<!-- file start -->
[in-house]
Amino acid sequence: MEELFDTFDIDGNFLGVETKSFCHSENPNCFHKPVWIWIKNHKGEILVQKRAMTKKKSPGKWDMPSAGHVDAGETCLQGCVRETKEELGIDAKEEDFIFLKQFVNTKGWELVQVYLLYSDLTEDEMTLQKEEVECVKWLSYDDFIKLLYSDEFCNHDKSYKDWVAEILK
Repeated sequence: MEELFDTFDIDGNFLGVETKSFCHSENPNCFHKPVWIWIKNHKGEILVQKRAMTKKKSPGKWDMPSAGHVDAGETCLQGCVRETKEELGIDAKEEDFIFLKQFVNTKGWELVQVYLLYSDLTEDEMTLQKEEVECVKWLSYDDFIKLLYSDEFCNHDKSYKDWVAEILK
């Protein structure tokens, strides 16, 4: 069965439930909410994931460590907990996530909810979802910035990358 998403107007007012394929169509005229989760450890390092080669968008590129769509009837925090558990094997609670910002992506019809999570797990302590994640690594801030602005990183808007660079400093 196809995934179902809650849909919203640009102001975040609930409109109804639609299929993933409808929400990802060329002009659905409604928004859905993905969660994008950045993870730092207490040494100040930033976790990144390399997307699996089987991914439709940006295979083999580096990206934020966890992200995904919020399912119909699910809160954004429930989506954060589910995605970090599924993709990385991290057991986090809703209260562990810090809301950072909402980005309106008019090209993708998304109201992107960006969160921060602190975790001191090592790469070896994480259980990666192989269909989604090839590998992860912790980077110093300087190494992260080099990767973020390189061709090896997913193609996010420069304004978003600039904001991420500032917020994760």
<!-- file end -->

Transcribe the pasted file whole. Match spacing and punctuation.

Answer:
[in-house]
Amino acid sequence: MEELFDTFDIDGNFLGVETKSFCHSENPNCFHKPVWIWIKNHKGEILVQKRAMTKKKSPGKWDMPSAGHVDAGETCLQGCVRETKEELGIDAKEEDFIFLKQFVNTKGWELVQVYLLYSDLTEDEMTLQKEEVECVKWLSYDDFIKLLYSDEFCNHDKSYKDWVAEILK
Repeated sequence: MEELFDTFDIDGNFLGVETKSFCHSENPNCFHKPVWIWIKNHKGEILVQKRAMTKKKSPGKWDMPSAGHVDAGETCLQGCVRETKEELGIDAKEEDFIFLKQFVNTKGWELVQVYLLYSDLTEDEMTLQKEEVECVKWLSYDDFIKLLYSDEFCNHDKSYKDWVAEILK
């Protein structure tokens, strides 16, 4: 069965439930909410994931460590907990996530909810979802910035990358 998403107007007012394929169509005229989760450890390092080669968008590129769509009837925090558990094997609670910002992506019809999570797990302590994640690594801030602005990183808007660079400093 196809995934179902809650849909919203640009102001975040609930409109109804639609299929993933409808929400990802060329002009659905409604928004859905993905969660994008950045993870730092207490040494100040930033976790990144390399997307699996089987991914439709940006295979083999580096990206934020966890992200995904919020399912119909699910809160954004429930989506954060589910995605970090599924993709990385991290057991986090809703209260562990810090809301950072909402980005309106008019090209993708998304109201992107960006969160921060602190975790001191090592790469070896994480259980990666192989269909989604090839590998992860912790980077110093300087190494992260080099990767973020390189061709090896997913193609996010420069304004978003600039904001991420500032917020994760």